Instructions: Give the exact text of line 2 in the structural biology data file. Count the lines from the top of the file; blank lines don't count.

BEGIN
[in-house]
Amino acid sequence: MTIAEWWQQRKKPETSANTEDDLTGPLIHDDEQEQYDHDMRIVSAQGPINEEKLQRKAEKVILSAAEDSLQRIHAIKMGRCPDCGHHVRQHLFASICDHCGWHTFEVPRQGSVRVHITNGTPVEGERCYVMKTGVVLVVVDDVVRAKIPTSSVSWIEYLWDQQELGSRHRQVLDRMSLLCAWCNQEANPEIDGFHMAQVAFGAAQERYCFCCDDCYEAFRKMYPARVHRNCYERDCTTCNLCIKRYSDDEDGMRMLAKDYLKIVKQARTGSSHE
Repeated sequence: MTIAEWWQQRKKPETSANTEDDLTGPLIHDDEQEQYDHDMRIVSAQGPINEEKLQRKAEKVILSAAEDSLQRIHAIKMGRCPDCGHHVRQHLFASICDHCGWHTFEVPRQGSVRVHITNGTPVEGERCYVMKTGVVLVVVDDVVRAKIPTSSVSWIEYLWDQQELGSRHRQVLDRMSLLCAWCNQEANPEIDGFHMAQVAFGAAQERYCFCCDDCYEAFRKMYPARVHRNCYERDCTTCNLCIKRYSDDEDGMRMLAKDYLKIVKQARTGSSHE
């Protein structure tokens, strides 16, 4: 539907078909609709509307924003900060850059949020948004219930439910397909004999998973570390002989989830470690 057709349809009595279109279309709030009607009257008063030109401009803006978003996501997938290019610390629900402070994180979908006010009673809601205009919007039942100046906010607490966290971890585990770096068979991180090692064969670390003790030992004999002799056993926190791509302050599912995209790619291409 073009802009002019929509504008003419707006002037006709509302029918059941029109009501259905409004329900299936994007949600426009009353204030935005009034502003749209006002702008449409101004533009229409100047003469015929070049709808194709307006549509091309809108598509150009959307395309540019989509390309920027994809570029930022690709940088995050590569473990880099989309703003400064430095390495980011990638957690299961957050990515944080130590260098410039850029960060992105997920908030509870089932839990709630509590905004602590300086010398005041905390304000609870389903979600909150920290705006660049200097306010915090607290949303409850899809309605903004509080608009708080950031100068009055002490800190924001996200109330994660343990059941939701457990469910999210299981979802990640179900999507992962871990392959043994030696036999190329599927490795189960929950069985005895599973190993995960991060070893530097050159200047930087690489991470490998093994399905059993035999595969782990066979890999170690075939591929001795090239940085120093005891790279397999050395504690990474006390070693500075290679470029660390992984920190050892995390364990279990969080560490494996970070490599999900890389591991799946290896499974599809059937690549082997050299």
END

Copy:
Amino acid sequence: MTIAEWWQQRKKPETSANTEDDLTGPLIHDDEQEQYDHDMRIVSAQGPINEEKLQRKAEKVILSAAEDSLQRIHAIKMGRCPDCGHHVRQHLFASICDHCGWHTFEVPRQGSVRVHITNGTPVEGERCYVMKTGVVLVVVDDVVRAKIPTSSVSWIEYLWDQQELGSRHRQVLDRMSLLCAWCNQEANPEIDGFHMAQVAFGAAQERYCFCCDDCYEAFRKMYPARVHRNCYERDCTTCNLCIKRYSDDEDGMRMLAKDYLKIVKQARTGSSHE